There is no other way to put it: The University of Colorado football program is caught up in a whirlpool of negativity, and it will be hard to break out of this habit of losing. Winning breeds winning, and losing breeds losing, and CU is mired in a streak of losing seasons longer than any seen in the 124 years football has been played in Boulder. The Buffs started play in the Pac-12 behind the eight ball in terms of facilities, then had to go through two years of reduced income, furthering hampering efforts to catch up with the rest of the conference. Pile on top of this a history of a (relative) lack of support from the University and community and a depth chart deciding lacking in talent … there are simply no quick fixes available to this program.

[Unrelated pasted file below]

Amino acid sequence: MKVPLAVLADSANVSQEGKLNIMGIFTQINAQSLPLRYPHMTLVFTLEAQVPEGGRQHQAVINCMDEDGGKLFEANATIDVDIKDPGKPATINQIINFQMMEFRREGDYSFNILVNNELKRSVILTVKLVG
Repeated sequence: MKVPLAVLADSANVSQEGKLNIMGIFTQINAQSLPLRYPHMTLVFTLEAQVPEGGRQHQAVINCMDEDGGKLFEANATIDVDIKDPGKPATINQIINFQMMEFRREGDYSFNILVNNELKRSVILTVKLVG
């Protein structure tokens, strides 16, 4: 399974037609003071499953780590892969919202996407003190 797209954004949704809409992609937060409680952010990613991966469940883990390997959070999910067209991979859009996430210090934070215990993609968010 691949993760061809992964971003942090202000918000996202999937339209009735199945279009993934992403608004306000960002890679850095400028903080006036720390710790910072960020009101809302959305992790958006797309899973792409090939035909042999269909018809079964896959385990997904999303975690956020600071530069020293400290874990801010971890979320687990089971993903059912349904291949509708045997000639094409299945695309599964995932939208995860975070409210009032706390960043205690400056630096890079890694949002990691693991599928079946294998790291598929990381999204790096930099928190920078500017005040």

Welcome, Mr. MacIntyre … now go out and recruit top players who can compete in the second-best conference in the nation.

All Mac & Co. have to pitch to recruits right now is themselves and a vision for the future (and drawings of what may someday be competitive facilities). In a world of instant gratification, that’s a hard sell to a 17-year old who sees himself as a future NFL star, and doesn’t want to be on the sidelines of a team which consistently loses by double digits to conference rivals.

So what the CU coaching staff has to do is work harder than everyone else. The story N.J. Falo tells of his relationship with the CU coaches, dating back to when they were recruiting his brother to play at San Jose State, is encouraging. We’ve heard that Mike MacIntyre and his staff, while at San Jose State, visited every high school in California, and that this staff plans to not only continue to carpet all of California, but build relationships with every high school coach in Colorado as well. That’s good news.